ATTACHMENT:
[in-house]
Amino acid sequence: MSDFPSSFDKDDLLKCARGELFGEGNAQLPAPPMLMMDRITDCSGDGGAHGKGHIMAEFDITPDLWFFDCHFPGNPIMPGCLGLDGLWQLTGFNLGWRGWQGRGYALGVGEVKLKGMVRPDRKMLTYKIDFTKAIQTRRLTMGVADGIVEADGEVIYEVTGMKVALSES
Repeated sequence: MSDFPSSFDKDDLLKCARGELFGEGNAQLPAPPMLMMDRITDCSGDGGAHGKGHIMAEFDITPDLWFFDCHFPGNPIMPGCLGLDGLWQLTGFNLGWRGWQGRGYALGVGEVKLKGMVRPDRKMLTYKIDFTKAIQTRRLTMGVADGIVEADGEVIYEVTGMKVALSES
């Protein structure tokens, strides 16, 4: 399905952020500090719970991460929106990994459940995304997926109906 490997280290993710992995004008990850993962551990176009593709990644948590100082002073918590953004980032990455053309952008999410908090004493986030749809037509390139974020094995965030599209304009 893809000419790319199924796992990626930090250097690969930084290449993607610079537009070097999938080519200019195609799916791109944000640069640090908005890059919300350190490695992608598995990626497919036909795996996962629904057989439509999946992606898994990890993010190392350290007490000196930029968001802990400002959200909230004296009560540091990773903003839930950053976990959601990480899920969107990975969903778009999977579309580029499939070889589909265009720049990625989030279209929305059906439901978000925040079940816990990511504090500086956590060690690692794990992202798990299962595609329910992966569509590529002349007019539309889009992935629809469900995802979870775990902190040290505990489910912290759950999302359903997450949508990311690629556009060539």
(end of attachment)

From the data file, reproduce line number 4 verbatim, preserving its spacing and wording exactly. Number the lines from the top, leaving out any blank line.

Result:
């Protein structure tokens, strides 16, 4: 399905952020500090719970991460929106990994459940995304997926109906 490997280290993710992995004008990850993962551990176009593709990644948590100082002073918590953004980032990455053309952008999410908090004493986030749809037509390139974020094995965030599209304009 893809000419790319199924796992990626930090250097690969930084290449993607610079537009070097999938080519200019195609799916791109944000640069640090908005890059919300350190490695992608598995990626497919036909795996996962629904057989439509999946992606898994990890993010190392350290007490000196930029968001802990400002959200909230004296009560540091990773903003839930950053976990959601990480899920969107990975969903778009999977579309580029499939070889589909265009720049990625989030279209929305059906439901978000925040079940816990990511504090500086956590060690690692794990992202798990299962595609329910992966569509590529002349007019539309889009992935629809469900995802979870775990902190040290505990489910912290759950999302359903997450949508990311690629556009060539």